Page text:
I telephoned one of my deputy chief executive officers today to check that a Coalition government actually introduced a train—I am not used to Coalition governments delivering infrastructure; they have no idea how to do it. However, I was told that it was correct and that it was called the "Tilt Train". I asked how it had happened and I was told that the State director of the Liberal Party made a call to Bruce Baird and said, "Let's engage in the mother of all political stunts; let's get a tilt train out." Bruce then said to Barry, "Hold on, where can we get a tilt train to whiz out just before the State election?"

    Mr O'Farrell: Not true.

    Mr SCULLY: This is true; and you should be embarrassed about it. The Coalition sent a team to Sweden to lease a tilt train and to gain expertise on how to drive and run it. The train came to Australia on a special boat from Sweden. The boat docked at the wharf and the train was lowered onto the track.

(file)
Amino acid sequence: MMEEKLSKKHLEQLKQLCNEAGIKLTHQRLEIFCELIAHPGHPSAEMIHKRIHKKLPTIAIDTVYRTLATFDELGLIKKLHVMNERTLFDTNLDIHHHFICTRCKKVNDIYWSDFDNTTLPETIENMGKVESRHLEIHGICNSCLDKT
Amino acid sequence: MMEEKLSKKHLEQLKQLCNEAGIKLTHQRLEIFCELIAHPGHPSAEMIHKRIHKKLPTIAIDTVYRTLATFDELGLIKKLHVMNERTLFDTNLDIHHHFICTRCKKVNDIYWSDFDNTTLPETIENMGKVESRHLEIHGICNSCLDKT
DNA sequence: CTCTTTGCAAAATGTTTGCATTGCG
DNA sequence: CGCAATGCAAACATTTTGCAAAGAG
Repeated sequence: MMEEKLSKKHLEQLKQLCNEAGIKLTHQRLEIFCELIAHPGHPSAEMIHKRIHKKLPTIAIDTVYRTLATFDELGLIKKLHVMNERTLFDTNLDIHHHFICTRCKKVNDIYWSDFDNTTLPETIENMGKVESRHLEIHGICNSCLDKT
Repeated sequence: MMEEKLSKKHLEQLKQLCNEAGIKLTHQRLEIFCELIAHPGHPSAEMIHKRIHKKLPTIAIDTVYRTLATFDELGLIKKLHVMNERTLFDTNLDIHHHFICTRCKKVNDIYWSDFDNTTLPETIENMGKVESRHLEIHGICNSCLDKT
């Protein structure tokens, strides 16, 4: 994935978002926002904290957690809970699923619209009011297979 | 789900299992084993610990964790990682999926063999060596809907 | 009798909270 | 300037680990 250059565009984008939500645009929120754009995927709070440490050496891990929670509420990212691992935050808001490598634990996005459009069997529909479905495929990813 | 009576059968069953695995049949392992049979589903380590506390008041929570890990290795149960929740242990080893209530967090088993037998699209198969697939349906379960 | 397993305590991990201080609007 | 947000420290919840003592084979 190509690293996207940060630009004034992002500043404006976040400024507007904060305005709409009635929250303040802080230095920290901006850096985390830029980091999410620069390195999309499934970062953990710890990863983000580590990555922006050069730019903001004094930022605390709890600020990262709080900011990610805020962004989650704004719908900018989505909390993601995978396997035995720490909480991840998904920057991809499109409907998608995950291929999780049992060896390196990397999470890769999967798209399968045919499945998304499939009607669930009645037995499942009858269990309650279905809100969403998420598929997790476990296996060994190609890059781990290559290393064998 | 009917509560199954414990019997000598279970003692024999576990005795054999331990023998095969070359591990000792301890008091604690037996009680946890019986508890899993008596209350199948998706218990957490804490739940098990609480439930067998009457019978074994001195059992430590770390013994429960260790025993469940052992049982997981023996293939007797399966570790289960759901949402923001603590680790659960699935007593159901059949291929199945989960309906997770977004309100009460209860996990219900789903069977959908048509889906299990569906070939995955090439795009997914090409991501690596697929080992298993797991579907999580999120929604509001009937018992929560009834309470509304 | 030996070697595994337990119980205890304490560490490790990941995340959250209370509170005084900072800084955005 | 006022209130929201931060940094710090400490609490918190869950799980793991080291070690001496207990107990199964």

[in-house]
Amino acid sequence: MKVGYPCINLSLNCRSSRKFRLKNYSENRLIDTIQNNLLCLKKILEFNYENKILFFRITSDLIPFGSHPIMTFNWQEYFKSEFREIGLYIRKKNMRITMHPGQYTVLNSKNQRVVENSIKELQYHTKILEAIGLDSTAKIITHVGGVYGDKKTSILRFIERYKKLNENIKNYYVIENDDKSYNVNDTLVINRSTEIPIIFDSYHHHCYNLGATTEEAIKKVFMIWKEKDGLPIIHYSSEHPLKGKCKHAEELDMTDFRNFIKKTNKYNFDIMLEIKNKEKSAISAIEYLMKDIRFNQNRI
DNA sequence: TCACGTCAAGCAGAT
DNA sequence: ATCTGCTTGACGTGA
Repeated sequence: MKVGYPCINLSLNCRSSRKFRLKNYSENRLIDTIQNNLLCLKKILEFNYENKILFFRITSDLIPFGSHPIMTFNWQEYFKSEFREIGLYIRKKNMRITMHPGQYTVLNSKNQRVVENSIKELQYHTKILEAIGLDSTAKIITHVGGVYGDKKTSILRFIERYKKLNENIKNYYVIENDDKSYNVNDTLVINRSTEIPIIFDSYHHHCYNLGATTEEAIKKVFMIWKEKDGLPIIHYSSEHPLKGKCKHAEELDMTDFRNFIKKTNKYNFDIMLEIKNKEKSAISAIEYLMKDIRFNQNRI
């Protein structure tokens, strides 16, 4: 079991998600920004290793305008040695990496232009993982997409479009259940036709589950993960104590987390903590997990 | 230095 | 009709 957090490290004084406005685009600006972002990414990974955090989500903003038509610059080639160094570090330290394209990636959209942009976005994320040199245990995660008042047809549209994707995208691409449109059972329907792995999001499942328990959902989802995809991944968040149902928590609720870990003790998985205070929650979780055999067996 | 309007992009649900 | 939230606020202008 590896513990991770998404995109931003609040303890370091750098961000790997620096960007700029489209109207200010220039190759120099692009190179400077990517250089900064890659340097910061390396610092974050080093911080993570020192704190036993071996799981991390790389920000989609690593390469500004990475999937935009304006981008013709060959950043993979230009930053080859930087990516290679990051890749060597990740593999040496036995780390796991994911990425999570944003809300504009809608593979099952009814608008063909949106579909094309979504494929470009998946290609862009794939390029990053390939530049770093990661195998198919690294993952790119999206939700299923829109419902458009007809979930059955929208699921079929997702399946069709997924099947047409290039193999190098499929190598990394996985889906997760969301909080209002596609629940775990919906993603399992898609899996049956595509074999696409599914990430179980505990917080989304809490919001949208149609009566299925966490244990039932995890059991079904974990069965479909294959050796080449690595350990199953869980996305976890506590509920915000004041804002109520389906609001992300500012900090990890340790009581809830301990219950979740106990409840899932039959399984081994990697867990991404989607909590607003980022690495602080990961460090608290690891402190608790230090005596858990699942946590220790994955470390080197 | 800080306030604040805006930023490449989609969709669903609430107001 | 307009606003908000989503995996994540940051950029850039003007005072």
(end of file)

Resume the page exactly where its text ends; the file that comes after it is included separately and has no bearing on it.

Mr Tink: Point of order: My point of order relates to relevance. The question was about Broken Hill, not Sweden. I would have thought the Minister for Transport would understand the difference, as he is a city-based member who purports to know something about Country Labor.

    Mr SPEAKER: Order! There is no point of order.

    Mr SCULLY: They took the train off the boat from Sweden and found that it could not power itself on our system. So the three tilt train carriages were pulled by two XPT power cars for what I call the "mother of all rail stunts". The train went on a magical mystery tour around the State. Where did it go? It visited the North Coast, Moree, Armidale, Tamworth, Dubbo, Parkes, Broken Hill, Albury, Wollongong, Penrith and Campbelltown. The train even went to the Easter show at Moore Park. How did they get it to Moore Park? They took it off the tracks, put it on a truck and drove to Moore Park to display it.

    What concerns me is that this mother of all rail stunts cost $10 million of taxpayers' money. Next time the chairman of the Opposition waste watch committee has the gall to comment about so-called government waste—and if any of my frontbench colleagues hear such a comment from him again—each and every one of us should ask him, "When is the New South Wales branch of the Liberal Party going to pay back that $10 million it took from the taxpayers before the 1995 election?"

    Mr O'Farrell: Point of order: The party will pay the bill when the Minister for Transport proves his case.

    Mr SPEAKER: Order! There is no point of order.